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Introduction The introduction of Bayesian networks (Pearl 1986b) and associated local computation algorithms (Lauritzen and Spiegelhalter 1988, Shenoy and Shafer 1990, Jensen, Lauritzen and Olesen 1990) has initiated a renewed interest for understanding causal concepts in connection with modelling complex stochastic systems. It has become clear that graphical models, in particular those based upon directed acyclic graphs, have natural causal interpretations and thus form a base for a language in which causal concepts can be discussed and analysed in precise terms. As a consequence there has been an explosion of writings, not primarily within mainstream statistical literature, concerned with the exploitation of this language to clarify and extend causal concepts. Among these we mention in particular books by Spirtes, Glymour and Scheines (1993), Shafer (1996), and Pearl (2000) as well as the collection of papers in Glymour and Cooper (1999). Very briefly, but fundamentally,
Chain Graph Models and their Causal Interpretations
 B
, 2001
"... Chain graphs are a natural generalization of directed acyclic graphs (DAGs) and undirected graphs. However, the apparent simplicity of chain graphs belies the subtlety of the conditional independence hypotheses that they represent. There are a number of simple and apparently plausible, but ultim ..."
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Cited by 58 (5 self)
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Chain graphs are a natural generalization of directed acyclic graphs (DAGs) and undirected graphs. However, the apparent simplicity of chain graphs belies the subtlety of the conditional independence hypotheses that they represent. There are a number of simple and apparently plausible, but ultimately fallacious interpretations of chain graphs that are often invoked, implicitly or explicitly. These interpretations also lead to awed methods for applying background knowledge to model selection. We present a valid interpretation by showing how the distribution corresponding to a chain graph may be generated as the equilibrium distribution of dynamic models with feedback. These dynamic interpretations lead to a simple theory of intervention, extending the theory developed for DAGs. Finally, we contrast chain graph models under this interpretation with simultaneous equation models which have traditionally been used to model feedback in econometrics. Keywords: Causal model; cha...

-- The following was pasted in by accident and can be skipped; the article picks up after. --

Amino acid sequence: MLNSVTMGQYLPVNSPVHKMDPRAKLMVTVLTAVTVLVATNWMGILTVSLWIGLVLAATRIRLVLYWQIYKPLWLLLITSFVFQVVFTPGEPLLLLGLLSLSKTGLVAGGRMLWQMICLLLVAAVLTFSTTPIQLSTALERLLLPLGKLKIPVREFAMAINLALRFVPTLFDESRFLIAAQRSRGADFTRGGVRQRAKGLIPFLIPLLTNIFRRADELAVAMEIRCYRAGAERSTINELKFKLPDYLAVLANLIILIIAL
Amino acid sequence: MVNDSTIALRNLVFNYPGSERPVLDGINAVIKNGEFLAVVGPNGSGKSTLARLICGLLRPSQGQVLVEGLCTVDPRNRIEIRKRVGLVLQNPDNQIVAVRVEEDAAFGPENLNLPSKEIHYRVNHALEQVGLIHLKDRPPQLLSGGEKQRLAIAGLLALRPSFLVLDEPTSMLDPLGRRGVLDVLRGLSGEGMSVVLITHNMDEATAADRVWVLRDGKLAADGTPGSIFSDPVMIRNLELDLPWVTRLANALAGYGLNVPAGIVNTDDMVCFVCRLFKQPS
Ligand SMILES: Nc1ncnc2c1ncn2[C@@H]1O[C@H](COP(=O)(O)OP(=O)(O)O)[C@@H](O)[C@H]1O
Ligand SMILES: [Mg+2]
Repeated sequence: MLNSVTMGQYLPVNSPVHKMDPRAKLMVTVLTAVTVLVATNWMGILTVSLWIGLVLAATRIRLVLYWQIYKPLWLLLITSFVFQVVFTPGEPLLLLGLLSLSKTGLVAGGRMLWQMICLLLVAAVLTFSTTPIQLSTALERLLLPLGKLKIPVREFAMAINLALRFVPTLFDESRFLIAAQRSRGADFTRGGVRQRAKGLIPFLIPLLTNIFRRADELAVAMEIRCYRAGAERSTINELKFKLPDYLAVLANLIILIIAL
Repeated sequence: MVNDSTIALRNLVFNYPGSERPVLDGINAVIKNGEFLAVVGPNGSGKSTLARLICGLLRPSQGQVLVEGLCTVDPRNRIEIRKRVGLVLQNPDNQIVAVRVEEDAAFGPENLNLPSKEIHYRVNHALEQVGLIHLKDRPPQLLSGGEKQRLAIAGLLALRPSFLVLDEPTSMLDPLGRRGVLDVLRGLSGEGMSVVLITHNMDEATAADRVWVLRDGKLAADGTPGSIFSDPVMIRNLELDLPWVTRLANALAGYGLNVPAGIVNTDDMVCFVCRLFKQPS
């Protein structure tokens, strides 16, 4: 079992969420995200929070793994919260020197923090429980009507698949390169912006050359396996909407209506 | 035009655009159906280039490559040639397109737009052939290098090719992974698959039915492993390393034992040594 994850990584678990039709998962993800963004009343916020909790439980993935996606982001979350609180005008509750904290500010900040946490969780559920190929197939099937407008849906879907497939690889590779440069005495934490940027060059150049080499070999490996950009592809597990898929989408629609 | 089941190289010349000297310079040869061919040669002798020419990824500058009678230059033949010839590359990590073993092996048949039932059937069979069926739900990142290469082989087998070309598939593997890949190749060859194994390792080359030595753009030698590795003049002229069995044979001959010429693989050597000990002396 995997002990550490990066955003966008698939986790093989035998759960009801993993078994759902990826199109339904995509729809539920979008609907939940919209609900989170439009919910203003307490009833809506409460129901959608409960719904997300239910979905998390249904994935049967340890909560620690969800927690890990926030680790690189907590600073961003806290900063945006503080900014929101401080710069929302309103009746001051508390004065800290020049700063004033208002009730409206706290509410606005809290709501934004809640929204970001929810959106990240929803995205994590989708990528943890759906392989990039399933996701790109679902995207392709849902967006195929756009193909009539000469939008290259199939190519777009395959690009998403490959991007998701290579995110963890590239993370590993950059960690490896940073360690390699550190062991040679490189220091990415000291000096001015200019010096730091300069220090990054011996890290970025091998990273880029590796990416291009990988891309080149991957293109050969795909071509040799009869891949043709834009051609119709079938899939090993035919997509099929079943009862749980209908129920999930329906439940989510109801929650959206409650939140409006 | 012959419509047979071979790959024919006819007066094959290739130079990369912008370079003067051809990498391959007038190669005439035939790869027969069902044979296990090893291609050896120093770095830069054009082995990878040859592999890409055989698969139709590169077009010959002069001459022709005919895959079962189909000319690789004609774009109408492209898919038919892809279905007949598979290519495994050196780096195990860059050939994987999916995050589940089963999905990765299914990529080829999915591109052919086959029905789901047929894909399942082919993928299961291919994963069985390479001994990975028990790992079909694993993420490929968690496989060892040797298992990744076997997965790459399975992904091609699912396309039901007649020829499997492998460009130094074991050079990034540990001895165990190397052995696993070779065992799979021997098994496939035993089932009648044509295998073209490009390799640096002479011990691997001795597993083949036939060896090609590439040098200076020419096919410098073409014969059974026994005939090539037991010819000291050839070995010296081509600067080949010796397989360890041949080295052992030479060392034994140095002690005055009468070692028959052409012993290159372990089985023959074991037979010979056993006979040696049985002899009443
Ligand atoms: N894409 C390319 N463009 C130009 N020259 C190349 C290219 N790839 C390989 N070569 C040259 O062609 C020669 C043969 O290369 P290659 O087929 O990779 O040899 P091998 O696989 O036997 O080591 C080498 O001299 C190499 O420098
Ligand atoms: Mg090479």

Learning multiple layers of representations
 Trends in Cognitive Sciences 11:428–434
, 2007
"... To achieve its ’ impressive performance at tasks such as speech or object recognition, the brain extracts multiple levels of representation from the sensory input. Backpropagation was the first computationally efficient model of how neural networks could learn multiple layers of representation, but ..."
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Cited by 44 (3 self)
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To achieve its ’ impressive performance at tasks such as speech or object recognition, the brain extracts multiple levels of representation from the sensory input. Backpropagation was the first computationally efficient model of how neural networks could learn multiple layers of representation, but it required labeled training data and it did not work well in deep networks. The limitations of backpropagation learning can now be overcome by using multilayer neural networks that contain topdown connections and training them to generate sensory data rather than to classify it. Learning multilayer generative models appears to be difficult, but a recent discovery makes it easy to learn nonlinear, distributed representations one layer at a time. The multiple layers of representation learned in this way can subsequently be finetuned to produce generative or discriminative models that work much better than previous approaches. Learning feature detectors
Graphical Models for Genetic Analyses
 STATISTTICAL SCIENCE
, 2003
"... This paper introduces graphical models as a natural environment in which to formulate and solve problems in genetics and related areas. Particular emphasis is given to the relationships among various local computation algorithms which have been developed within the hitherto mostly separate areas o ..."
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Cited by 34 (1 self)
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This paper introduces graphical models as a natural environment in which to formulate and solve problems in genetics and related areas. Particular emphasis is given to the relationships among various local computation algorithms which have been developed within the hitherto mostly separate areas of graphical models and genetics. The potential of graphical models is explored and illustrated through a number of example applications where the genetic element is substantial or dominating.